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Thread: Installation of 11.3 on IBMx3400 Crash and Partitioning Question.

  1. #1

    Default Installation of 11.3 on IBMx3400 Crash and Partitioning Question.

    I had 11.2 86_64 installed and running well on this x3400 server (my new high spec treasure,) but put the machine into "storage" for a year while building work was in progress. Brought it back into service today and it was running just fine. But, I thought, rather than working with what was now quite an old OS I would upgrade to 11.3 before doing any more work. Big mistake!

    During this process in which I formatted my root partition to do a new installation rather than an upgrade, one of the drives went critical (RAID 1 array) and either through my error or some fluke the new installation proceeded while the RAID array was being restored with the result that the whole system was garbled.

    I rebuilt the RAID array from scratch and tried a new installation of 11.3 but although it seemed to install OK it would not boot.

    After much faffing around I decided to reinstall 11.2 and this is now up and running but the partitioning is not how I intended.

    The RAID array is seen as sda.

    I wanted sda1 20G for root,
    sda2 20G for future OS, sda 3 for swap and the rest of the storage as sda4 for /home. I believe this is what I had before although I cannot be sure of swap position.

    What I now have is sda1 = /home 423G
    sda2 swap
    sda3 root 20G

    At present I am booting from MBR.

    Before I go any further is this OK. What I had hoped to do was keep 11.2 and install 11.3 on the spare 20G which is there but does not show. If I do this should I leave booting as now or move Grub somewhere else?

    Gratetful for some guidance please before I go further.
    Regards,
    Budgie2

  2. #2
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    Smile Re: Installation of 11.3 on IBMx3400 Crash and Partitioning Question.

    So I am sure you will get all sorts of opinions here and so here is mine for what it worth. As to the issue of using openSUSE 11.2 as opposed to using version 11.3: I have no problem sticking with version openSUSE 11.2. It is supported still, it is solid and will due in any event until openSUSE 11.4 comes out in a few months. openSUSE 11.3, due to no fault of its own (that was the best out at the time), had several kernel issues with 2.6.34 which caused problems, including one with USB 3 drives. I have no way of knowing if this was the problem you had, but I would not do anything else I don't think until openSUSE version 11.4 comes out.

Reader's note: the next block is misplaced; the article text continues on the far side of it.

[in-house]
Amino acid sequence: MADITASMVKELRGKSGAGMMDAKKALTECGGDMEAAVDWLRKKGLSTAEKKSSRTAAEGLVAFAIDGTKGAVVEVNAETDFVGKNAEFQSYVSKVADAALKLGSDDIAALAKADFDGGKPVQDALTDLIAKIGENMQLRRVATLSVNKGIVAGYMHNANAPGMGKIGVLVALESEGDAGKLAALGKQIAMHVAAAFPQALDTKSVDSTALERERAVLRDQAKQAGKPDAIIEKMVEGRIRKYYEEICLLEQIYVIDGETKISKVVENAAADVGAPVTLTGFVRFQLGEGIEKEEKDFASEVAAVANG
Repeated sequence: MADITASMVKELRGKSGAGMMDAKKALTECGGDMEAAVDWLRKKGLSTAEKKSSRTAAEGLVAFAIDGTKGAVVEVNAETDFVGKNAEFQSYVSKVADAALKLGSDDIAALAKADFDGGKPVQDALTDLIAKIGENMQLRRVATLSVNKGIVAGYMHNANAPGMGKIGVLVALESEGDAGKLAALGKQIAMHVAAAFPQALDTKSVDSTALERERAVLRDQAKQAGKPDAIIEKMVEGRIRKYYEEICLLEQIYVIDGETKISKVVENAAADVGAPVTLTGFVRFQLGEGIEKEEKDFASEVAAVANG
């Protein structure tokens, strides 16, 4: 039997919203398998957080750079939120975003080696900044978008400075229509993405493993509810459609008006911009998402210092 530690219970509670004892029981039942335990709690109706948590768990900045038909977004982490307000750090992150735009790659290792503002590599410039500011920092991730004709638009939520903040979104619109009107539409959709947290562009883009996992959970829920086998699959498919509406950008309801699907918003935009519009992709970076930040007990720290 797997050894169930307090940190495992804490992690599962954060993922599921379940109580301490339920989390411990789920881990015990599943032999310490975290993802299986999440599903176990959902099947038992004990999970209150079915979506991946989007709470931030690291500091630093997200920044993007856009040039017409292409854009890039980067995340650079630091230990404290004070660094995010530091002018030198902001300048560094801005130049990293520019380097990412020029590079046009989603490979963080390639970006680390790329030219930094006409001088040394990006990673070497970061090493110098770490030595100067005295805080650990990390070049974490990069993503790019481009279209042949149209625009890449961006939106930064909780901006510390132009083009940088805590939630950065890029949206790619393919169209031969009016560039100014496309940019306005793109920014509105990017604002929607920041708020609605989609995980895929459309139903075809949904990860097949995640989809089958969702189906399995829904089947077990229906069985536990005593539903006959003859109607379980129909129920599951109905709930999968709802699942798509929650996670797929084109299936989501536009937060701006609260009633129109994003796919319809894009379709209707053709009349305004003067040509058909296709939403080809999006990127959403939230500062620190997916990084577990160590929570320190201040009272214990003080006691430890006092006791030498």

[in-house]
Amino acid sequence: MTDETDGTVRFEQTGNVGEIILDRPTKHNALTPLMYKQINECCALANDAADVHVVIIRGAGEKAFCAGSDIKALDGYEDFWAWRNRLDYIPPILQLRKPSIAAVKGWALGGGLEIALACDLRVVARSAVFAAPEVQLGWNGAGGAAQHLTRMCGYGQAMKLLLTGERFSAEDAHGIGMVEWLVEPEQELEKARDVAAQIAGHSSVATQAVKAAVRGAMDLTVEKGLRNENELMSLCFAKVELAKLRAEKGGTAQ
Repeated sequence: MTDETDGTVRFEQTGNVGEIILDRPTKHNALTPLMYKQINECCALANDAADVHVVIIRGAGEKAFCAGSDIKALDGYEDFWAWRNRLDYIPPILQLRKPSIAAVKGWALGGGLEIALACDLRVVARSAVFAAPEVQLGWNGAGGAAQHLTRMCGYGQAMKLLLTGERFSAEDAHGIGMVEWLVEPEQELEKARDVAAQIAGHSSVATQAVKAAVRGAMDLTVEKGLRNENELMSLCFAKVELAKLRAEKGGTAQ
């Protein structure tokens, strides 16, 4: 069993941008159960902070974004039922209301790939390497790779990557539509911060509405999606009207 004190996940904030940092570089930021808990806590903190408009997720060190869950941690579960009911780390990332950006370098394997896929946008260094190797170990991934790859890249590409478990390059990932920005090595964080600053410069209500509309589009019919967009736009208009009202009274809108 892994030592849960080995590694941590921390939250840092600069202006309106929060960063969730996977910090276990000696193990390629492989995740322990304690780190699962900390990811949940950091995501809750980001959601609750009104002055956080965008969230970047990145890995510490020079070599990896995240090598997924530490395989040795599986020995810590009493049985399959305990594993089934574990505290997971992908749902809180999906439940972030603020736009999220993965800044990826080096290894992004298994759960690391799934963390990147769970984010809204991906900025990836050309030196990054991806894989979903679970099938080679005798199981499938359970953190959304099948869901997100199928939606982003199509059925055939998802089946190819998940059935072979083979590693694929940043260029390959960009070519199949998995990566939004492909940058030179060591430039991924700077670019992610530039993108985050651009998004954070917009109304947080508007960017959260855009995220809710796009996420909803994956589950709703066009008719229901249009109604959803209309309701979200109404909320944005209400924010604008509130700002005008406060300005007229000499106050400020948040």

Now to your partitioning, well, 20 GB is pretty weak for the main / openSUSE partition. If you stick with one Desktop you can be OK, but this is not where you are going to want to load up a bunch of stuff you don't even know if you need it or not. A quick look at my two openSUSE PC's finds one at 11.9 GB and the other at 29.6 GB with the latter holding all of the Desktops we offer in the DVD install. My first openSUSE disk partition with version 10.0 was only 20 GB total including /home, but software continues to get larger, even with Linux. On both machines I mention, my /home area is separate. So, I am thinking you are going to want to put 60 GB on that main / openSUSE partition, but that is just my opinion right now.

    While the order is not that important I normally partition the drive as follows:

    1. Load Generic Boot code into the MBR
    2. Create a 2-4 GB Primary SWAP partition, depends on your memory or lack thereof
    3. Create a 20-60 GB Primary / openSUSE Partition, marked bootable and loaded with the Grub bootloader.
    4. Create a 60 or Larger GB Primary /home partition.
    5. I only create a Logical Partition when I dual boot with Windows.

    OK, so here is opinion #1 and good luck with your Computer and Welcome to the openSUSE forum, if I had not said that before to you.

    Thank You,
    My Blog: https://forums.opensuse.org/blogs/jdmcdaniel3/

    Software efficiency halves every 18 months, thus compensating for Moore's Law

    Its James again from Austin, Texas

  3. #3
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    Default Re: Installation of 11.3 on IBMx3400 Crash and Partitioning Question.

    As jdmcdaniel3 said, you'll get many different opinions and experiences here.

    For myself, in a dozen installs, home and work, the / partition never used up more than 11 GB, and that with the older home install where there's stuff I don't even remember why I installed .

    What may fill it up is typically in server use where you have databases or sites in the /var directory that can get very large, or leftover files (downloads perhaps) that stay in /tmp. If that's not your case (and you take a look at /tmp size once in a while), I'd say that 20 GB is good enough. At least it is for me here.

  4. #4

    Default Re: Installation of 11.3 on IBMx3400 Crash and Partitioning Question.

    Hi James,
    Thanks for that and for immediate reply.
    Please could you elaborate about dual boot option. What I use most of the time is OS/2 Warp 4.52. (Yes it still works well and has now been reborn as eCS 2.0.) I may wish to put this on as an option at boot time. I am familiar (after a fashion) with primary and logical partitions when installing OS/2 and usually use the included Boot Manager. The setup is usually Boot Manager (Primary) OS/2 (Primary) and subsequent OSs and data on Logical partitions. There is a restriction on number of primaries to 4 and I assume that applies still. Is that correct?

    With the setup I now have which are the primary and which are the logical partitions as System Information does not show?